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Luke Beardon

“In 1978 Lorna Wing and Judy Gould undertook the Camberwell study and a year later published their paper introducing the ‘Triad of Impairments’, the ‘backbone’ of diagnostic criteria for autism. That’s a long time ago. This paper asks, “surely it is time to reconsider our use of terminology that could potentially damage the very population we are supposedly trying to support?” Luke Beardon

Dr Luke Beardon is a practitioner, researcher and trainer and is currently Senior Lecturer in Autism at Sheffield Hallam University. He is co-author of the ASPECT report and has co-edited two books on Asperger Syndrome published by Jessica Kingsley Publications. He is now part of the global consultancy, Autistic Intelligence – He describes his interests as “anything related to autism and Asperger Syndrome, pretty much to the exclusion of everything else”. We like Luke.

Firstly, is autism really a disorder? For all of the arguments to say that it is, I would strongly suggest that there are counter arguments against.

We are told that people with autism lack a Theory of Mind, Executive Functioning, have poor central coherence, have developmental delays in communication and social understanding.

In my experience I would not contest that this causes difficulties for the individual and family. But, having said that, what about the counter-side to this: the honesty, the straight talking, the saying what they think as opposed to making things up, the very genuine nature found in so many individuals with autism?

What about all of the extraordinary qualities rife within the population; the attention to detail, perfectionism, drive and focus? I would say that the only reason we use the term disorder is because there are more NT (neurotypical) people than there are people with autism.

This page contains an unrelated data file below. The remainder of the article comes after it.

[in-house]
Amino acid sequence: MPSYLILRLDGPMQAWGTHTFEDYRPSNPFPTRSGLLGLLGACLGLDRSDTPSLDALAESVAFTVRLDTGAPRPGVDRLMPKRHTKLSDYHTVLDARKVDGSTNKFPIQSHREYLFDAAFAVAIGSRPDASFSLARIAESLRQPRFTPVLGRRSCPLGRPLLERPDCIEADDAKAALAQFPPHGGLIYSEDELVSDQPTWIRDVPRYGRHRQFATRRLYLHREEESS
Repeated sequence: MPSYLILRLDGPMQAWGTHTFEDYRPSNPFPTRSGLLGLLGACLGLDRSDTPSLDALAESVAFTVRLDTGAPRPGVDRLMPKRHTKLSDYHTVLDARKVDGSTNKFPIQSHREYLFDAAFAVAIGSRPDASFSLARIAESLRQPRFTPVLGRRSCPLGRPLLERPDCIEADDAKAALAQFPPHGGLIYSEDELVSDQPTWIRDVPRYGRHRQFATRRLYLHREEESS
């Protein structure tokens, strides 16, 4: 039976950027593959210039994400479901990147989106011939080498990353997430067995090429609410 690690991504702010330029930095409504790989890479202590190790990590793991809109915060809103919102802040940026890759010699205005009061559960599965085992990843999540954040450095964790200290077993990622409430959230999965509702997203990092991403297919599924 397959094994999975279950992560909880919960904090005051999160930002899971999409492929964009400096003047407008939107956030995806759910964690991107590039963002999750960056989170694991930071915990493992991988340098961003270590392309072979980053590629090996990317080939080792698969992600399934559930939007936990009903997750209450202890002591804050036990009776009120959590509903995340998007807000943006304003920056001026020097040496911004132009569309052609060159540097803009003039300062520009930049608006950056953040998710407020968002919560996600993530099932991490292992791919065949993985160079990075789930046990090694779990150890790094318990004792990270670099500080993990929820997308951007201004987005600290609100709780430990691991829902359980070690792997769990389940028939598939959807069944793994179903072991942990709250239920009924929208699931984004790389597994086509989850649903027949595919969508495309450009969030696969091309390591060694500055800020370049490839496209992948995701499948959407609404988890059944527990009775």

What we should be talking about is difference, not disorder; we should be recognising that just because a person with autism develops differently it is not automatically a negative state (i.e. ‘disorder’) but a difference that needs acknowledgement.

I would not suggest for one minute that people with autism and their families and friends do not have daily struggles; what I would suggest is rather
than those struggles being placed firmly at the door of the person with autism, we should be looking elsewhere – at the rest of the NT population who, with the right guidance, attitude, willingness and acceptance can change their way of thinking and behaving better to suit those with autism.

Secondly, are we right to say that people with autism are impaired? I would argue not.

Where do the vast majority of problems for people with autism come from?

Other people, usually NTs. Our lack of understanding autism directly causes huge amounts of anxiety, confusion, stress and distress to people with autism.

Perhaps we should be saying that NTs are impaired in their understanding of autism, rather than people with autism are inherently impaired – that, certainly to my mind, would be a far more accurate reflection of reality.

For example, to say that an individual with autism is impaired in their communication would suggest that the problem lies with that individual, as if something is wrong with them that requires fixing.

Now consider the child who complies with what he is told (to the letter) and is subsequently admonished for doing just that.